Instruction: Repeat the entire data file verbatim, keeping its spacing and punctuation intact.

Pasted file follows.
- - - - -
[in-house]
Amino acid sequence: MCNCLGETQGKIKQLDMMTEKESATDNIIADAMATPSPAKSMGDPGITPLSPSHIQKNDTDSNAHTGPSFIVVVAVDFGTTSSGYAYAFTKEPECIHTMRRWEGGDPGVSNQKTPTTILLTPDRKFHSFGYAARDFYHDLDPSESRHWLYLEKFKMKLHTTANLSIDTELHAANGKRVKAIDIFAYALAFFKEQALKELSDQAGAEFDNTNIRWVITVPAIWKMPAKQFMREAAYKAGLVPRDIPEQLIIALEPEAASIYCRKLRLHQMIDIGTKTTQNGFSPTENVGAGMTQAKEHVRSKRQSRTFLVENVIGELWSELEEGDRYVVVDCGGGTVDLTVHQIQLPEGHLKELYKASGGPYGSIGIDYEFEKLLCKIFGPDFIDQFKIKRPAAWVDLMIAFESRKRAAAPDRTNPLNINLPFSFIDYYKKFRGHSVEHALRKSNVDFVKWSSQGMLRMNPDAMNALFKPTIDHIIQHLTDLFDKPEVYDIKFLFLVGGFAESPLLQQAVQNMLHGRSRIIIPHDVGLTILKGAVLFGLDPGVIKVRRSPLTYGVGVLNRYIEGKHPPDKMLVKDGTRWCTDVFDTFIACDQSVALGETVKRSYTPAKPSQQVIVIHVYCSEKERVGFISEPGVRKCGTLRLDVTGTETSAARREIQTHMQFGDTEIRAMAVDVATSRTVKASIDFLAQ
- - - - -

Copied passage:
[in-house]
Amino acid sequence: MCNCLGETQGKIKQLDMMTEKESATDNIIADAMATPSPAKSMGDPGITPLSPSHIQKNDTDSNAHTGPSFIVVVAVDFGTTSSGYAYAFTKEPECIHTMRRWEGGDPGVSNQKTPTTILLTPDRKFHSFGYAARDFYHDLDPSESRHWLYLEKFKMKLHTTANLSIDTELHAANGKRVKAIDIFAYALAFFKEQALKELSDQAGAEFDNTNIRWVITVPAIWKMPAKQFMREAAYKAGLVPRDIPEQLIIALEPEAASIYCRKLRLHQMIDIGTKTTQNGFSPTENVGAGMTQAKEHVRSKRQSRTFLVENVIGELWSELEEGDRYVVVDCGGGTVDLTVHQIQLPEGHLKELYKASGGPYGSIGIDYEFEKLLCKIFGPDFIDQFKIKRPAAWVDLMIAFESRKRAAAPDRTNPLNINLPFSFIDYYKKFRGHSVEHALRKSNVDFVKWSSQGMLRMNPDAMNALFKPTIDHIIQHLTDLFDKPEVYDIKFLFLVGGFAESPLLQQAVQNMLHGRSRIIIPHDVGLTILKGAVLFGLDPGVIKVRRSPLTYGVGVLNRYIEGKHPPDKMLVKDGTRWCTDVFDTFIACDQSVALGETVKRSYTPAKPSQQVIVIHVYCSEKERVGFISEPGVRKCGTLRLDVTGTETSAARREIQTHMQFGDTEIRAMAVDVATSRTVKASIDFLAQ